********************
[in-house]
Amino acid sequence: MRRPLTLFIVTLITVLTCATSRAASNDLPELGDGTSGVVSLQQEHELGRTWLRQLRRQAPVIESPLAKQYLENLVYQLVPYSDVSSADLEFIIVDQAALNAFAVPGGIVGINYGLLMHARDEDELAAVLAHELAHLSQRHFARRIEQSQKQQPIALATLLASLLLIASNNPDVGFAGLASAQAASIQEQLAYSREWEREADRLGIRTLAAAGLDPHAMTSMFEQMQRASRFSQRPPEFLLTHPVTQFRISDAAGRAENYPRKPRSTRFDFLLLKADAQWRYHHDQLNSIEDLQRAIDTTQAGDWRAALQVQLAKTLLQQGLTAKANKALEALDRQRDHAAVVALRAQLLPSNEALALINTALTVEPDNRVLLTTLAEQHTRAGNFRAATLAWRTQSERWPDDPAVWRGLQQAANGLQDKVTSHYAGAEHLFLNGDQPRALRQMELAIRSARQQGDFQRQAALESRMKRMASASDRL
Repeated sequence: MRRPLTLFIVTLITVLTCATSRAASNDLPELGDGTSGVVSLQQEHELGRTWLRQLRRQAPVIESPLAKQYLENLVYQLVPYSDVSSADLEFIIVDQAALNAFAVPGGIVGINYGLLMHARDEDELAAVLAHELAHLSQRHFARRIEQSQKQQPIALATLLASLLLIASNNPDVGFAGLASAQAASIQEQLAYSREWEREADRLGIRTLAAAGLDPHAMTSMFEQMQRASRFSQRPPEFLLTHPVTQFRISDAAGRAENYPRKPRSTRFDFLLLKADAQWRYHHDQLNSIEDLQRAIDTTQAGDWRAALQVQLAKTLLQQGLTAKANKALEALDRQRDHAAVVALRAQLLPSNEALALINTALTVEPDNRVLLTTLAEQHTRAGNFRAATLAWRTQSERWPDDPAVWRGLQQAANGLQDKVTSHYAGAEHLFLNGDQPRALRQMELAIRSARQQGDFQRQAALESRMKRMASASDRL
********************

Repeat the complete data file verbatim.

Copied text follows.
[in-house]
Amino acid sequence: MRRPLTLFIVTLITVLTCATSRAASNDLPELGDGTSGVVSLQQEHELGRTWLRQLRRQAPVIESPLAKQYLENLVYQLVPYSDVSSADLEFIIVDQAALNAFAVPGGIVGINYGLLMHARDEDELAAVLAHELAHLSQRHFARRIEQSQKQQPIALATLLASLLLIASNNPDVGFAGLASAQAASIQEQLAYSREWEREADRLGIRTLAAAGLDPHAMTSMFEQMQRASRFSQRPPEFLLTHPVTQFRISDAAGRAENYPRKPRSTRFDFLLLKADAQWRYHHDQLNSIEDLQRAIDTTQAGDWRAALQVQLAKTLLQQGLTAKANKALEALDRQRDHAAVVALRAQLLPSNEALALINTALTVEPDNRVLLTTLAEQHTRAGNFRAATLAWRTQSERWPDDPAVWRGLQQAANGLQDKVTSHYAGAEHLFLNGDQPRALRQMELAIRSARQQGDFQRQAALESRMKRMASASDRL
Repeated sequence: MRRPLTLFIVTLITVLTCATSRAASNDLPELGDGTSGVVSLQQEHELGRTWLRQLRRQAPVIESPLAKQYLENLVYQLVPYSDVSSADLEFIIVDQAALNAFAVPGGIVGINYGLLMHARDEDELAAVLAHELAHLSQRHFARRIEQSQKQQPIALATLLASLLLIASNNPDVGFAGLASAQAASIQEQLAYSREWEREADRLGIRTLAAAGLDPHAMTSMFEQMQRASRFSQRPPEFLLTHPVTQFRISDAAGRAENYPRKPRSTRFDFLLLKADAQWRYHHDQLNSIEDLQRAIDTTQAGDWRAALQVQLAKTLLQQGLTAKANKALEALDRQRDHAAVVALRAQLLPSNEALALINTALTVEPDNRVLLTTLAEQHTRAGNFRAATLAWRTQSERWPDDPAVWRGLQQAANGLQDKVTSHYAGAEHLFLNGDQPRALRQMELAIRSARQQGDFQRQAALESRMKRMASASDRL